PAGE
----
Friday, December 18, 2009

The war on Christmas

When I think of war, I think of the World Wars...Korean...Vietnam...and now Iraq and Afghanistan.

The last two weeks, I've been told by two people (not from my church) that I must do all I can to "put Christ back into Christmas."


I'm guessing they are referring to perceptions that "the secular world" is messing with Christmas. I find it interesting that, in most cases, this is not in response to the Christmas sales mania that now starts even before Thanksgiving, but to expressions like "Happy Holidays", and seeing Santa and snowmen instead of creche scenes. After all, very few people voiced many objections to the commercialism of Christmas (Charles Schultz being the great exception with his "A Charlie Brown Christmas"...the story of its creation and fight to keep Linus' scripture reading is fascinating), but came to the defense of Christmas only upon the sense that "liberals" were ruining Christmas by being culturally and religiously sensitive. (What kind of stamps did you use this year: Happy Holidays, Madonna with Child, Hanukkah, EID or Kwanzaa?)

So I wasn't surprised to see this article on CNN online:

Who's winning the war on Christmas?
By Kristi Keck, CNN

I was actually pleased by the article.

First off, it's in CNN Politics section: a statement in and of itself.

I think the article accurately describes the perceptions out there.

Perhaps my favorite part:

Barry Lynn, an ordained minister and executive director of Americans United for Separation of Church and State, isn't keen on the prospect of congressional action.

"Resolutions like this come up because there is this bizarre view by some members of Congress that there is a war on Christmas and that they have to be the generals in some responding army," he said.

"My advice to the lawmakers would be promote any religion you have through your private acts, and don't try to 'help' the baby Jesus by passing a resolution on his behalf. It is arrogant and ridiculous at the same time," Lynn said.

In the end, I politely disagreed with the two people who contacted me, suggesting that Christians should perhaps spend more time focusing on Advent, rather than worry about combating peoples' holiday traditions and attempts at cultural sensitivity.

Check out the article for yourself. What do you think?


Kurt said...

(Upon reflection, I should have also suggested that addressing consumerism in terms of Christmas would be a worthwhile Christmas project.)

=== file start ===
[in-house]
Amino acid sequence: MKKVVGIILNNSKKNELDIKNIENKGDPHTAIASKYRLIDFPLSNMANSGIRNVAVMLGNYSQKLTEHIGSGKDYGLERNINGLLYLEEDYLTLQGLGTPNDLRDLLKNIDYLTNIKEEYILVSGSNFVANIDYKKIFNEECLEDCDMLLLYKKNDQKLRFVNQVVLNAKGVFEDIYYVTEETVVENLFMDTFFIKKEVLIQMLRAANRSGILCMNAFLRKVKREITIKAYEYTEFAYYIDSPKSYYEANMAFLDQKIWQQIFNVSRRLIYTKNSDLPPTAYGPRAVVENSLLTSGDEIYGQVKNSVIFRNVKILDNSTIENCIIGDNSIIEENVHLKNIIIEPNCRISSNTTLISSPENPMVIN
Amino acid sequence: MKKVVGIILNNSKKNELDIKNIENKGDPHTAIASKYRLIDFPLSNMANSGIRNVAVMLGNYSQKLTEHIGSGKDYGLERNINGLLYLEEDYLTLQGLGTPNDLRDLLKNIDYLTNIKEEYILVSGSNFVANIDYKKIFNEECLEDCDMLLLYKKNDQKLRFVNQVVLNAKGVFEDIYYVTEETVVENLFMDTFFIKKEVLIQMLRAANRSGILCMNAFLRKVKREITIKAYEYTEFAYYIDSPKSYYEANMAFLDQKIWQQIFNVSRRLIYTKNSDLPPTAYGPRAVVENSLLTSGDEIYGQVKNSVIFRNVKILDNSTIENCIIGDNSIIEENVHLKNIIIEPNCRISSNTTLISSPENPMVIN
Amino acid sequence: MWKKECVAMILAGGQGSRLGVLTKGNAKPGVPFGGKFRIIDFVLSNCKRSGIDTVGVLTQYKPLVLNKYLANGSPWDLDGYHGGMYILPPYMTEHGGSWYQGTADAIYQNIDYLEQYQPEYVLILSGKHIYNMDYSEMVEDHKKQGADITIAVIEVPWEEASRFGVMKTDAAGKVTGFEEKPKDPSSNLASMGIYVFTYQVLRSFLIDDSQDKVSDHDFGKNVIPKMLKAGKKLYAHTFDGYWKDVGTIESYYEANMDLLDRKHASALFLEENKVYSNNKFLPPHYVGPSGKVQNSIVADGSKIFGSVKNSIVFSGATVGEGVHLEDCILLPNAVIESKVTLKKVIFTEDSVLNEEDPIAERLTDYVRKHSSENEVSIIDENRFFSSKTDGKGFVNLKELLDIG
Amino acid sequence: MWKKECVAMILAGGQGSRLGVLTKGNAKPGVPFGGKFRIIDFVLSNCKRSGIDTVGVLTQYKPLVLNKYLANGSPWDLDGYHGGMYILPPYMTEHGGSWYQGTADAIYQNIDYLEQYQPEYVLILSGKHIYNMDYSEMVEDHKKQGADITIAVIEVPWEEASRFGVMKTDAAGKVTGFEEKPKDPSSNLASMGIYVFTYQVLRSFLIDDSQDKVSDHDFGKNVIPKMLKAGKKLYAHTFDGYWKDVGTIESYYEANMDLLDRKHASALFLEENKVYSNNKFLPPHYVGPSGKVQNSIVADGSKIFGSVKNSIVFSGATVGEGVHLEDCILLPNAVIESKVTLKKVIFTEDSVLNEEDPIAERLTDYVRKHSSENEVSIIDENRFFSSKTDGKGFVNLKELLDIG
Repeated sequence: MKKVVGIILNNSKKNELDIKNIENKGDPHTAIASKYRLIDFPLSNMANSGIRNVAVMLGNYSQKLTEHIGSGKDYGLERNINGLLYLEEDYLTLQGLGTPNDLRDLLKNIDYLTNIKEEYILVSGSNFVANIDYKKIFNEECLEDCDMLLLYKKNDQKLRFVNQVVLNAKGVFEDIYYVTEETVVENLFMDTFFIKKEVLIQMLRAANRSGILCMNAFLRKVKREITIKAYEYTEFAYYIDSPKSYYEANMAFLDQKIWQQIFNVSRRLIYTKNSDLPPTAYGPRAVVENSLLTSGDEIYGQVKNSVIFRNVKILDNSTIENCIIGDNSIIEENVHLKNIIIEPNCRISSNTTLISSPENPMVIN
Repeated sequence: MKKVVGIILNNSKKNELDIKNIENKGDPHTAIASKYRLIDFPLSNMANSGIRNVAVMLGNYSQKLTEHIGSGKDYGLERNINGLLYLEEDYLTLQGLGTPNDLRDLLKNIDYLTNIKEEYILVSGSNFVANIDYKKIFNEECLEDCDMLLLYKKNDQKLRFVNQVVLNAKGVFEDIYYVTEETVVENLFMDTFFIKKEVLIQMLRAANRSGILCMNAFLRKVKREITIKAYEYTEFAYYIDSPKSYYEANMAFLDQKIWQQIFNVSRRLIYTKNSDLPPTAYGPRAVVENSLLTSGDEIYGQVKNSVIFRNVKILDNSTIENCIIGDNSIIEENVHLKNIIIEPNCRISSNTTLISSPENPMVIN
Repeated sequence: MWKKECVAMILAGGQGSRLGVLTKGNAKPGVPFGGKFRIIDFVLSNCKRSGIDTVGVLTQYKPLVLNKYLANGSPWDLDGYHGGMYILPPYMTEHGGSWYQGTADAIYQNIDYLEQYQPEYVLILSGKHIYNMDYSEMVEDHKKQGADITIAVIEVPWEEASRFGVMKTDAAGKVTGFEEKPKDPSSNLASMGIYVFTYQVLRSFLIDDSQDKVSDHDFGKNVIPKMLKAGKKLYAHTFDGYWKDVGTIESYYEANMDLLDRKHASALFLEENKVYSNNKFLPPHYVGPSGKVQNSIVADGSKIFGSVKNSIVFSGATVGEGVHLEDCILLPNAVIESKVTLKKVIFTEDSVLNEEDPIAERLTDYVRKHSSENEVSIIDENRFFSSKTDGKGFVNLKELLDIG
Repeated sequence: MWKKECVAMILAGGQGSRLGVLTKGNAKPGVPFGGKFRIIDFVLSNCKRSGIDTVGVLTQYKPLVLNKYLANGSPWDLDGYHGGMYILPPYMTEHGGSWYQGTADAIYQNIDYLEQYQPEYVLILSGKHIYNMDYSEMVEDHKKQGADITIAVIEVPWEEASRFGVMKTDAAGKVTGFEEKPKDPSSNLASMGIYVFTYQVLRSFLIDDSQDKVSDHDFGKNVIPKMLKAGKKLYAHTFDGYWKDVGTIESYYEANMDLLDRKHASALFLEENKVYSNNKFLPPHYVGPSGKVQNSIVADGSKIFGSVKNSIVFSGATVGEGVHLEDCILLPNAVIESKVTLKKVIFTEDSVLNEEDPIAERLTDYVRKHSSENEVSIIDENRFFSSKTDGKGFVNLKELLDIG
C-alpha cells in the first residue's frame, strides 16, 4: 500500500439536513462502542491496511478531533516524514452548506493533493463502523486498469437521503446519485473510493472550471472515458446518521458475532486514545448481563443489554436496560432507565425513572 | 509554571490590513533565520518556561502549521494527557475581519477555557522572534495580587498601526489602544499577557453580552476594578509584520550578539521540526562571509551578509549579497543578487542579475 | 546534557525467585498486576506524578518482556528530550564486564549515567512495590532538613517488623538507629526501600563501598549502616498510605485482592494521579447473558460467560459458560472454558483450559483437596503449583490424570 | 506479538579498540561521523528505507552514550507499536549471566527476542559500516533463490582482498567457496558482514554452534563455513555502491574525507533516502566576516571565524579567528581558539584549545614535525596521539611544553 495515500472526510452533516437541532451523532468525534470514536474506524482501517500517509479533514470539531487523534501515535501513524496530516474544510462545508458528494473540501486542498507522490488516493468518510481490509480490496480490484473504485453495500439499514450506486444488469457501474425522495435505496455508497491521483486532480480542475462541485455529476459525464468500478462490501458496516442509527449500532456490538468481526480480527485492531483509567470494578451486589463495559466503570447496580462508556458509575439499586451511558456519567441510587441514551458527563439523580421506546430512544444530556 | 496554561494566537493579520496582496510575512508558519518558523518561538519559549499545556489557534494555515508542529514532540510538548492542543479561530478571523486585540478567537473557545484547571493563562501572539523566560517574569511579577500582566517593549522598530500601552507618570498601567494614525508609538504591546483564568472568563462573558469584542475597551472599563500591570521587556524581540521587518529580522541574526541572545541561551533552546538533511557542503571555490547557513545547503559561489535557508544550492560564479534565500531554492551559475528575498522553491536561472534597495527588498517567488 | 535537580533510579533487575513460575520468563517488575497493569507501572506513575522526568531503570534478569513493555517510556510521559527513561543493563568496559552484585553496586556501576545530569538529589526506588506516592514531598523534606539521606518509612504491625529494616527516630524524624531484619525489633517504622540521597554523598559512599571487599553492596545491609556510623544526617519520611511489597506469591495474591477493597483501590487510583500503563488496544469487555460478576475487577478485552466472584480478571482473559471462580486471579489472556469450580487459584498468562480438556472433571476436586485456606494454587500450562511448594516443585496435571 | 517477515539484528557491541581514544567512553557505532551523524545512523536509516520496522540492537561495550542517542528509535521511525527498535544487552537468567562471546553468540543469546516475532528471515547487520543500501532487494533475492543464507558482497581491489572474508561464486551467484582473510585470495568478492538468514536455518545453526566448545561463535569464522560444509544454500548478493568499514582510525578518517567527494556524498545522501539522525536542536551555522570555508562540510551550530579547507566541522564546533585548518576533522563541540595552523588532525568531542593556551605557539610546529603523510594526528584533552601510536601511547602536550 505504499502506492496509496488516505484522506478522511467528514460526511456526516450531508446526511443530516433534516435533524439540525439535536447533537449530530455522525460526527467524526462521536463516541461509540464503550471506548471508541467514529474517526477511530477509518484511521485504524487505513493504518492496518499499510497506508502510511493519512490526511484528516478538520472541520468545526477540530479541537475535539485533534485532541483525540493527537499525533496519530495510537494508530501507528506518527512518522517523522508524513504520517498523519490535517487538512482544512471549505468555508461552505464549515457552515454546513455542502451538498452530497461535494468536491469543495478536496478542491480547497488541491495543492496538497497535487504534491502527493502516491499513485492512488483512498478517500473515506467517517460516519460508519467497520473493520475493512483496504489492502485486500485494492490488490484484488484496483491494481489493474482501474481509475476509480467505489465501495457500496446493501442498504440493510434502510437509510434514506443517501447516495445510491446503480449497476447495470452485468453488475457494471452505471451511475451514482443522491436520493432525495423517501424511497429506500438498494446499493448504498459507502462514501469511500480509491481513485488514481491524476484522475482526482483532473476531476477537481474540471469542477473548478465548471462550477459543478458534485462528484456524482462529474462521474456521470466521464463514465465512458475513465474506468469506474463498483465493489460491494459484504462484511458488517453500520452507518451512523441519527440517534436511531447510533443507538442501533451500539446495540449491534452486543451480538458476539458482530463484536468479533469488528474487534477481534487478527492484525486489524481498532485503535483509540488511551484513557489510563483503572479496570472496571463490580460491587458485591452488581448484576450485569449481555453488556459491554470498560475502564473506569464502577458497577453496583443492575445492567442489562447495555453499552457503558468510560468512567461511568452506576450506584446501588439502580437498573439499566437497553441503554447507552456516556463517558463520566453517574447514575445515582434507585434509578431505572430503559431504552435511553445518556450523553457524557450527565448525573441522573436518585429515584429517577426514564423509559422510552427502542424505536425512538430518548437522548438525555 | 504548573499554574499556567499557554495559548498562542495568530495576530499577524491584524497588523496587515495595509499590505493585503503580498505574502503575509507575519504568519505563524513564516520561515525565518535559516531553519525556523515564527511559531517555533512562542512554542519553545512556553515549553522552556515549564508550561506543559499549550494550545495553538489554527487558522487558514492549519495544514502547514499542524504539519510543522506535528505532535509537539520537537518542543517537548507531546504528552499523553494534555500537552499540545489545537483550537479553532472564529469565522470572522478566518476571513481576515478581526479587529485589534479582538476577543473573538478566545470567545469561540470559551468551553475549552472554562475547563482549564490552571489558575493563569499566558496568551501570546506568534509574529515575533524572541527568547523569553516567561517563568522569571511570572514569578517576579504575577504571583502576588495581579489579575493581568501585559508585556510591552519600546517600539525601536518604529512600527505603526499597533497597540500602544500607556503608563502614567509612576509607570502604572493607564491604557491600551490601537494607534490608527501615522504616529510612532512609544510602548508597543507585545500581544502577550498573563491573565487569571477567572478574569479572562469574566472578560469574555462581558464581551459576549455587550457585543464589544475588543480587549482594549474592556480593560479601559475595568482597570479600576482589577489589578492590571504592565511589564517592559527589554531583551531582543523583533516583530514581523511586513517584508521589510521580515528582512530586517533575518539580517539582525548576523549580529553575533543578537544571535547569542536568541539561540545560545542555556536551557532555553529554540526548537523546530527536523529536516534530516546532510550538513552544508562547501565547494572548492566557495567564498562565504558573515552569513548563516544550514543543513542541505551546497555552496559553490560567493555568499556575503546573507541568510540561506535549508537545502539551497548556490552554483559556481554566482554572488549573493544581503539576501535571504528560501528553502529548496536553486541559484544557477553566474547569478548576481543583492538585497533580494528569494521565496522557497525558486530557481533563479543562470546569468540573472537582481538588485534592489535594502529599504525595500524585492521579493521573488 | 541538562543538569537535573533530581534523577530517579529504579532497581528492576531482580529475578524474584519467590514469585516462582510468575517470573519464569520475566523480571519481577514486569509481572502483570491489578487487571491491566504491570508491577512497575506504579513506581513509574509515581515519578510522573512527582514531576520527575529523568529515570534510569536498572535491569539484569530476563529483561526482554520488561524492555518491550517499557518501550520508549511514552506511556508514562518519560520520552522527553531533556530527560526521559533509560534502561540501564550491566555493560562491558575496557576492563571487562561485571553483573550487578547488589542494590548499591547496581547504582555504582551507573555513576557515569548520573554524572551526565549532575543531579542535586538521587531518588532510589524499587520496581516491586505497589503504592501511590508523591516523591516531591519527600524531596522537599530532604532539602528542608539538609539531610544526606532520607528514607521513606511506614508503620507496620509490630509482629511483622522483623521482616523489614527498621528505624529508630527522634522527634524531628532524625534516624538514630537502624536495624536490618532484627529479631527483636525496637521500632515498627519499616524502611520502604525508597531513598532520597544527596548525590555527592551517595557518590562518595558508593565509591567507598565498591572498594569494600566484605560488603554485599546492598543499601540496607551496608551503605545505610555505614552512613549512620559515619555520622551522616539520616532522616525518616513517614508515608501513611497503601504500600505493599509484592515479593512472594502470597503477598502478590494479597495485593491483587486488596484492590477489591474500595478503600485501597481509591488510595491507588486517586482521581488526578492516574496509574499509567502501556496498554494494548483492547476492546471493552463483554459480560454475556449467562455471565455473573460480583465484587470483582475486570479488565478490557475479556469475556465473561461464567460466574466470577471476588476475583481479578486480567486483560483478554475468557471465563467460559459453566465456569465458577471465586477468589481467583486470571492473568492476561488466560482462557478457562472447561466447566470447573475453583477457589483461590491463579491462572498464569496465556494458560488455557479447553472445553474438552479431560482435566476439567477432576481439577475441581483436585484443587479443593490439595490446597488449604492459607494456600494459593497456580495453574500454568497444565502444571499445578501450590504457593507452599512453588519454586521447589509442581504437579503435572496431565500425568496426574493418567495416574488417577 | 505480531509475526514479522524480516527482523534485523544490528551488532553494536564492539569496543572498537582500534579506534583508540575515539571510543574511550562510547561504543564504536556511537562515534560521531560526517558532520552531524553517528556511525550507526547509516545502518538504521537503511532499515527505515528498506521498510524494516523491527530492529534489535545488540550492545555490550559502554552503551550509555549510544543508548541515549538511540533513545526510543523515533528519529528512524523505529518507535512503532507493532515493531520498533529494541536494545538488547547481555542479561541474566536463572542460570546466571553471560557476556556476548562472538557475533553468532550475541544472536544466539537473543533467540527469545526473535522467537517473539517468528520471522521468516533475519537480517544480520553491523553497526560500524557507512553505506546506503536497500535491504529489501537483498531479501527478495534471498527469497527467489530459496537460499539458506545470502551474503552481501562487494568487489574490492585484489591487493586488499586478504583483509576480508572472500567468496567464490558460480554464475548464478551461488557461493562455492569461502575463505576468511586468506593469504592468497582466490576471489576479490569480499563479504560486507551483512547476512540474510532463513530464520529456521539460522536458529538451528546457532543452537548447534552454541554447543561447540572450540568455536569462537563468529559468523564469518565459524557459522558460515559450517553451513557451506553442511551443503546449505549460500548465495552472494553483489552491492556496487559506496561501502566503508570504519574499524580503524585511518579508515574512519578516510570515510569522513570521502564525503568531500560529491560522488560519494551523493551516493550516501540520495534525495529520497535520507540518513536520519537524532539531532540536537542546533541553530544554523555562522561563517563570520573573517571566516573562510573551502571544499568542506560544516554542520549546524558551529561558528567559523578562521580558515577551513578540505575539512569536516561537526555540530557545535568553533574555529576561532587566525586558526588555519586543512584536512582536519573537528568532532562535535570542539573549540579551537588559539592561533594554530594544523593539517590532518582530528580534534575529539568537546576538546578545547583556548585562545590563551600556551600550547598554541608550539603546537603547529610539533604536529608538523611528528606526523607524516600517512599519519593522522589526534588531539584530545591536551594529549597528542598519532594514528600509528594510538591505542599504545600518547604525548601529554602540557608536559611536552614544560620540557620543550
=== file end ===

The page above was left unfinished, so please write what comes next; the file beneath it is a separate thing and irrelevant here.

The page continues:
Kurt said...

My friend Michael Cosgrove left a worthwhile checkout on Facebook:

Great post. Oh, and on the topic of your comment that "very few people voiced many objections to the commercialism of Christmas," I recently discovered the Advent Conspiracy:

(Kurt: Advent Conspiracy, at first glance, looks very promising.)

Kurt said...

(Another Facebook transfer)

Charlotte Dunbar Nichols: Great blog post, Kurt. I can't for the life of me see how Jesus would object to my using a holiday greeting that is respectful of my Jewish and Muslim friends.

Oh-and my Buddhist, Hindu, Native-American, Pagan and non-believing friends. Sorry if I left anyone out!

(Kurt: Way to go Charlotte! She illustrates that it's about inclusion and generosity towards one's neighbor: a defining characteristic of Jesus!)

Miranda said...

This puts me in mind of Chris Smith's book on American evangelicalism - he uses two poles to define evangelicals - he describes evangelicals as oppositionally engaged with the dominant culture (as opposed to fundmantalist groups, whom he sees as trying to be disengaged from the culture). I think that sense of being embattled is very attractive and engaging. As a discourse/mindset, it has a lot of power irrespective of its validity...

Laura Toepfer said...

Thanks for writing about this. Every year when it comes up, I just say to myself, "Oh, for Pete's sake!"

Margaret Evans Porter said...

It's interesting to me how the fuss about the fuss has become the story. I don't really know but I sense that people who complain about the "war" on Christmas, or that it's observed too "soon" or is "too commercial" don't actively participate in the waiting and longing and seeking season of Advent. Which for me, keeps things in perspective and keeps me focussed.
Which stamp? Usually the Madonna and Child stamp, because it's pretty. (And religious.) But last year it ran out so I used something else that looked nice.
I honestly don't think Jesus took it personally or felt snubbed in any way!